Rarefying ostetitis is a general term used by radiologists to describe a radiolucent (dark) area at the apex of a tooth. This may in fact be an abscess, a cyst, or granulation tissue. Sometimes it is not possible to tell from the Xray alone which of these could be the correct diagnosis. An apical scar is caused by the body healing itself after an RCT and filling in the area with dense connective tissue, or sometimes slightly dense bone. If it's connective tissue, it looks black.
So, after an RCT, a post-op Xray is taken for future comparison. If the body heals any bone loss with normal bone, the bone will take ~6 months to fill in. If connective tissue fills it instead, then it will remain black.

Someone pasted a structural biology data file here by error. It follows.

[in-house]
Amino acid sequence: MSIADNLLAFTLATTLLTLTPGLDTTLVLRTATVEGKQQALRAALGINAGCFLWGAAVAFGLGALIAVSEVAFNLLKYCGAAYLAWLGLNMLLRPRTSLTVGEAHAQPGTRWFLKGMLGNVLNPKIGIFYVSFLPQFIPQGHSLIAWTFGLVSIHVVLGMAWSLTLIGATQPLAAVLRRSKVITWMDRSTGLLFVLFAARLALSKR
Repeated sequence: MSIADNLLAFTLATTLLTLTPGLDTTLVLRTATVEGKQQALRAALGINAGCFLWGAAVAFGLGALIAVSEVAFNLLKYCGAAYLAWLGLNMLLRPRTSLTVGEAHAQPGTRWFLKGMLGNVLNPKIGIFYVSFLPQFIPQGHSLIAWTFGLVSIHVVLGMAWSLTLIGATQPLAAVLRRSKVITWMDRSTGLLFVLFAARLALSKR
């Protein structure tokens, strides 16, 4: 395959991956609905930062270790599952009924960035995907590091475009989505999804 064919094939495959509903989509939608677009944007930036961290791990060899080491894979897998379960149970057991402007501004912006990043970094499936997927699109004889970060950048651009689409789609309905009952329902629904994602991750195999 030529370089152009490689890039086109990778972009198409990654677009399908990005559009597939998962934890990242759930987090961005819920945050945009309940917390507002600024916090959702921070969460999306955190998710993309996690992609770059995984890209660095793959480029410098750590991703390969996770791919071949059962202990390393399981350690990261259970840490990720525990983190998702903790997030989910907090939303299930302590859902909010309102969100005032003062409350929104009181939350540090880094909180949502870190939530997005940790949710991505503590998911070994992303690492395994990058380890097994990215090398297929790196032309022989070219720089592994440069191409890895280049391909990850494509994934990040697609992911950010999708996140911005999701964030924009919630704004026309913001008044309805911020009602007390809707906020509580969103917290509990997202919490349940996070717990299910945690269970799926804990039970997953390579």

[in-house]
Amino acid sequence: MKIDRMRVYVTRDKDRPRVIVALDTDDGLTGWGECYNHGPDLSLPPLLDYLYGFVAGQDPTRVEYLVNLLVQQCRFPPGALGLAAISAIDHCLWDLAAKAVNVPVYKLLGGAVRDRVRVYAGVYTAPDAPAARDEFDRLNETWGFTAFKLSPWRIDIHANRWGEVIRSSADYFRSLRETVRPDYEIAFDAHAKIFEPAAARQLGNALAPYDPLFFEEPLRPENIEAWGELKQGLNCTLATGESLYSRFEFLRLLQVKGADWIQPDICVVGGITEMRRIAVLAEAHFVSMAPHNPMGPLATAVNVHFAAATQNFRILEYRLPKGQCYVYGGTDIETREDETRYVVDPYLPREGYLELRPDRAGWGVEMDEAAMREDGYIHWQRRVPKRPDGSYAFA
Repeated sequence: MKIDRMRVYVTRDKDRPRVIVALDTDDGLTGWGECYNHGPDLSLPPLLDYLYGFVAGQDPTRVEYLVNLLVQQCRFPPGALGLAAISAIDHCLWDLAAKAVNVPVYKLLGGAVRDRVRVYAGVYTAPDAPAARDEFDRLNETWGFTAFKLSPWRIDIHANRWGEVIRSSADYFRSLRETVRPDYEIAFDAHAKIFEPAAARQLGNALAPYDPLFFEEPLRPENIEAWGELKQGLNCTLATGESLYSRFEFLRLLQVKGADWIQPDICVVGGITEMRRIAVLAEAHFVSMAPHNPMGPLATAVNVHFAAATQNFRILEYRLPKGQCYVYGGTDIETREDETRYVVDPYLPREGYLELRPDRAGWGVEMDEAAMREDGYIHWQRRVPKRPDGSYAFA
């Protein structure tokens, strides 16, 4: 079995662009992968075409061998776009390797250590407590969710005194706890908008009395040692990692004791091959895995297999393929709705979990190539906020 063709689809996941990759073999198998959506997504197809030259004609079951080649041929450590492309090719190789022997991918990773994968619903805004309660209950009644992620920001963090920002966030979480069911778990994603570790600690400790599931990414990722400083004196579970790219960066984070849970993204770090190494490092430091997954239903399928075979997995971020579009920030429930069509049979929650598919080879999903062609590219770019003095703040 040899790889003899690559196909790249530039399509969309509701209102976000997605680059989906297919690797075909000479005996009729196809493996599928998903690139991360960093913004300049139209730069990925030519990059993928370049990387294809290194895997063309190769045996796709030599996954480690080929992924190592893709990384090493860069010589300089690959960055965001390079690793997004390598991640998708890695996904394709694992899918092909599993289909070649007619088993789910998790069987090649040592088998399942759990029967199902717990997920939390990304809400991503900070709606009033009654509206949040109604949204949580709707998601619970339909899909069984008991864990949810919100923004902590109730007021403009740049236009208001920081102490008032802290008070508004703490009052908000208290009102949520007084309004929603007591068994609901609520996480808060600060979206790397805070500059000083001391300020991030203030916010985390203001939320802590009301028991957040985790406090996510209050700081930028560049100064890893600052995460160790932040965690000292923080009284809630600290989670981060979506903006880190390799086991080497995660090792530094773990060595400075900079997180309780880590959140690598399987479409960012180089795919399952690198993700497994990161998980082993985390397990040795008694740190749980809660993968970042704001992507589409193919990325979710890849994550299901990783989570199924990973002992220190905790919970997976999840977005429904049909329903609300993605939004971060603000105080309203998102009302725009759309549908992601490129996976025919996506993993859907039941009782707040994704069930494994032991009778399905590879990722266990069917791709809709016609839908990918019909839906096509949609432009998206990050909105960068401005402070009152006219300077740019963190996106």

Does it need treatment? Not usually, it is just a "scar". Only if you are having signs and symptoms of a failing RCT would intervention be considered. If the endo says it looks fine, then don't worry.
It has no connection with trigeminal neuralgia.